Several weeks ago I was talking to a former client and friend about her desire to start an interior design business. At 53, she recently left the corporate world and her highly paid executive job to regain her failing health. As she began to explore options of what to do next, she confessed that she was plagued with self-doubt and insecurity about her age.
“I am afraid that I am too old to start a whole new business in interior design. There are so many people out there who have been doing this for quite awhile and are younger than me. By the time I even get any traction — I’ll be 60!”
As I heard her words, of course my internal reaction was one of disagreement. Of course she wasn’t “too old” to do this and I even questioned the whole concept of what “too old” to do anything even was. But at the same time, I was reminded of a similar encounter I had last year, only with the roles reversed.
When my husband and I moved to Southern California a little over a year ago, we bought our house from a 96-year old man who had lived in the house for nearly 30 years with his wife. His wife had recently died and he had decided to sell the house and move into a smaller place near his daughter. He came back several months later to visit the neighbors, and we had the pleasure to meet this remarkable man in person.
At 96, he was in incredible health and didn’t look a day over 70. We all went out to lunch, and during the course of conversation, talked about a variety of subjects. Since he was almost finished writing his first book, he was curious about the publishing options I had explored when I finished my first book over three years ago. As we conversed, I told him about my desire to do two things: finish my PhD and host my own self-development online TV show.
And then I said the following:
“But I think it’s a bit too late to do those two things…”
I can still see the genuinely bewildered look on his face as he asked me the following question:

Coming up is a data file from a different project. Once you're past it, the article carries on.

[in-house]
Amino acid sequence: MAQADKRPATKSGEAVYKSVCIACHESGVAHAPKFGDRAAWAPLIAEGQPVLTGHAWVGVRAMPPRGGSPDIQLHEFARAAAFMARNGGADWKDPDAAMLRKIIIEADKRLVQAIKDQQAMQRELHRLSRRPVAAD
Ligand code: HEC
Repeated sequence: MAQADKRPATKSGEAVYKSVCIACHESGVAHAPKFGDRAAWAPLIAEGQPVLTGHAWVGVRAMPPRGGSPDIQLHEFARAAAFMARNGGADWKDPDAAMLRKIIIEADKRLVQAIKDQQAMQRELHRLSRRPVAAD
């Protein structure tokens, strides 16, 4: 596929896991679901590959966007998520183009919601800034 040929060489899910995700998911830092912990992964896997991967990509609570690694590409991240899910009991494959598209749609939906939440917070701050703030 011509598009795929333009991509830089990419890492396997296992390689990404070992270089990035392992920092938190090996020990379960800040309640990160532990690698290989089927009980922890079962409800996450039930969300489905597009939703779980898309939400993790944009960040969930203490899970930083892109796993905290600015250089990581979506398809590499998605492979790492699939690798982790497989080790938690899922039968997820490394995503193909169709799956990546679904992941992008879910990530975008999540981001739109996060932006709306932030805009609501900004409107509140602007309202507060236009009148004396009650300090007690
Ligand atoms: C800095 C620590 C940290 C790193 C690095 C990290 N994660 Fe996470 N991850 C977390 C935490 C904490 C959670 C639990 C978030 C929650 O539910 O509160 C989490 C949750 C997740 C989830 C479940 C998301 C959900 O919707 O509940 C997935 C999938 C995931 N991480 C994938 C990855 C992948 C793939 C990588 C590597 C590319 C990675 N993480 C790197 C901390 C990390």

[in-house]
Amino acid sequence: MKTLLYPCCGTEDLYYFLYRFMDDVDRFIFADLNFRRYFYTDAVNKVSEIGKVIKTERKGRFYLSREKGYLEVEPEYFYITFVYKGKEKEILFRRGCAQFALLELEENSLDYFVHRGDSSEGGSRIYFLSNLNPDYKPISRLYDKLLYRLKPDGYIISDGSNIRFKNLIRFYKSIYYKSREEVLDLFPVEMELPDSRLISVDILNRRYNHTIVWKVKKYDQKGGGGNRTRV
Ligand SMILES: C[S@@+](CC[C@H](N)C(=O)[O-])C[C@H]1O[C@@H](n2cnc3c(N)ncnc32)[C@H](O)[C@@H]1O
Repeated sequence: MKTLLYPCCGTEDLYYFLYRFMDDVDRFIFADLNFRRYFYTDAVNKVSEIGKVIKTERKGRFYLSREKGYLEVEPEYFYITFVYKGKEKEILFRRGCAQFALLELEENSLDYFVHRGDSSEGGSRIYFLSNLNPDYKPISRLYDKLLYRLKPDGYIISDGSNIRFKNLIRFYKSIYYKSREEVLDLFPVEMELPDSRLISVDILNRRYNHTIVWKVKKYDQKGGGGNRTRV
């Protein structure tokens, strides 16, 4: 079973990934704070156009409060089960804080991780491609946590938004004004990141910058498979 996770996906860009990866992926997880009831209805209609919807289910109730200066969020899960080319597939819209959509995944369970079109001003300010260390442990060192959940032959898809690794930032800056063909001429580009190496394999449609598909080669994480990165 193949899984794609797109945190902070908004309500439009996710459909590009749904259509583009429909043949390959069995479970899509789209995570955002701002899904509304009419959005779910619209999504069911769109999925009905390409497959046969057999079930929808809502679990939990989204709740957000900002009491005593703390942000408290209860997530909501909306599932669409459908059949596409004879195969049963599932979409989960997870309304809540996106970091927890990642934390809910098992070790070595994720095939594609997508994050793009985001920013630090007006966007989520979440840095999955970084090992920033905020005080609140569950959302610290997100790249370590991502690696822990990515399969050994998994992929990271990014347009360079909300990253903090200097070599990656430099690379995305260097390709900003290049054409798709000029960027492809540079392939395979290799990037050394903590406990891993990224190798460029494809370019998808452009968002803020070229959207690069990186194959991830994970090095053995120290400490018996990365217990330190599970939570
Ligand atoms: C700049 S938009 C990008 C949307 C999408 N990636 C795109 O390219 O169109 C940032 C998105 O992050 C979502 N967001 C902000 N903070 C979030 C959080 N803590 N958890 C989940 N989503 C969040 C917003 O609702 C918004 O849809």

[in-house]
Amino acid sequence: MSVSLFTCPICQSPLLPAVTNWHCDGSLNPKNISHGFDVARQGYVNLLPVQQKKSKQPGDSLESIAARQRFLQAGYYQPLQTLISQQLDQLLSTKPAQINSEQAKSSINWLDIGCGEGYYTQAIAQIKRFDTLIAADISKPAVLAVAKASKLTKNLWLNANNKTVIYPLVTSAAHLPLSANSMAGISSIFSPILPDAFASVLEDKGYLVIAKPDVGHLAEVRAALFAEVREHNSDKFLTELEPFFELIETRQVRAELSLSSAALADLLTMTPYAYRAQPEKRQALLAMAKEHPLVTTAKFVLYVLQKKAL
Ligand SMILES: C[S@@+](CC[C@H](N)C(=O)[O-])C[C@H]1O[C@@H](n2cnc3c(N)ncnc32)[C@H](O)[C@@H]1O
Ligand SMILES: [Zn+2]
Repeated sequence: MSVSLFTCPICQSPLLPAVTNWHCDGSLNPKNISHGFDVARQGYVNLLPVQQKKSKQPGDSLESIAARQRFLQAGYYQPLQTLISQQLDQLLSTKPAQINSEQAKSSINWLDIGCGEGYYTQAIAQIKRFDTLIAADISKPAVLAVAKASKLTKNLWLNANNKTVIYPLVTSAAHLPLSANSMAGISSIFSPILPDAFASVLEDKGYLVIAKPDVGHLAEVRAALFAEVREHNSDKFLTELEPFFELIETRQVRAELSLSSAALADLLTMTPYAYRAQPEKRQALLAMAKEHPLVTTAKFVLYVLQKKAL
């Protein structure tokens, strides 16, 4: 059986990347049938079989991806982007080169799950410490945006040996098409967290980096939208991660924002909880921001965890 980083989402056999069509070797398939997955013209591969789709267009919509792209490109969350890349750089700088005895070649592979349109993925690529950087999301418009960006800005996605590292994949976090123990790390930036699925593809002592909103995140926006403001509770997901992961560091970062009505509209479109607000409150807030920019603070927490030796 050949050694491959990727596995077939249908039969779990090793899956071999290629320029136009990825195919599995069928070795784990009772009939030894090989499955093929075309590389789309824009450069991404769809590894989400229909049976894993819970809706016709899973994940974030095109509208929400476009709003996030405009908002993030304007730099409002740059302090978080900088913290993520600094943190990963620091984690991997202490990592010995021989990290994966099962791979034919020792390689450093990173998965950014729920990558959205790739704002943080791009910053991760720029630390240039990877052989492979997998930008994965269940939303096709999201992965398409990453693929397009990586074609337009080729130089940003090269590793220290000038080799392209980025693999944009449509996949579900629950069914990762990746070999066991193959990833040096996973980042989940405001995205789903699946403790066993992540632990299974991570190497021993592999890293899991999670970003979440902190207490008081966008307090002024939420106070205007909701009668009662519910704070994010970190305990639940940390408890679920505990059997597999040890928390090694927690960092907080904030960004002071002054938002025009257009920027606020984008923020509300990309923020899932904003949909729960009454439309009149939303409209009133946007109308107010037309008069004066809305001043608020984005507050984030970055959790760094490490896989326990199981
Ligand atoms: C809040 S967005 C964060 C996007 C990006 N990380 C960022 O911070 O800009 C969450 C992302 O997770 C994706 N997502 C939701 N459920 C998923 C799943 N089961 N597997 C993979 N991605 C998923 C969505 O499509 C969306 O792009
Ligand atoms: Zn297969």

“Do you mean you think you are too old?”
I sheepishly nodded my head, a bit embarrassed confessing this to someone who was 96.
His expression said it all, but he smiled as if mocking me.
“My dear — I started law school when I was 50 and began a whole new successful career as a lawyer in my 50’s…” he began. “And now at 96, I am going to be a first-time author.”
His words not only made me feel a bit embarrassed for admitting what I did, but also for feeling those feelings. His presence reinforced to me that the limitations we set for ourselves are only as big as we make them. While there are certainly physical and practical limitations in some areas (becoming a mainstream athlete may not be an option physically due to age), it doesn’t mean that you can’t pursue the dream with modified expectations of success.
Laura Ingalls Wilder published her famous “Little House on the Prairie” book and then series when she was 65.
Colonel Sanders started “Kentucky Fried Chicken” when he was 62.
Ray Kroc was 51 when he started being involved in the McDonalds enterprise.
Louise Hay was 52 when she published her blockbuster book, “You Can Heal Your Life” and began her career as a self-improvement guru.
Morgan Freeman was 52 when he starred in his break-out movie, “Driving Miss Daisy”.
The Zagats were in their 50’s when they left their jobs to pursue writing the famous Zagat guides.
Need I go on?
So if your age is what is holding you back from starting to do something you love or dream of, perhaps it is time to let go of your self-sabotaging thoughts and reframe them.
What would you do if you didn’t think your age was a factor?
What steps can you take to make that dream a reality?
How can you make the most of each moment, right now, to bring you closer to what you dream of?
What are you waiting for?
“Now” is all we have for sure.
Seize it and stop spending any more time being afraid of it.
Originally published at www.themanagroup.com.
Originally published at medium.com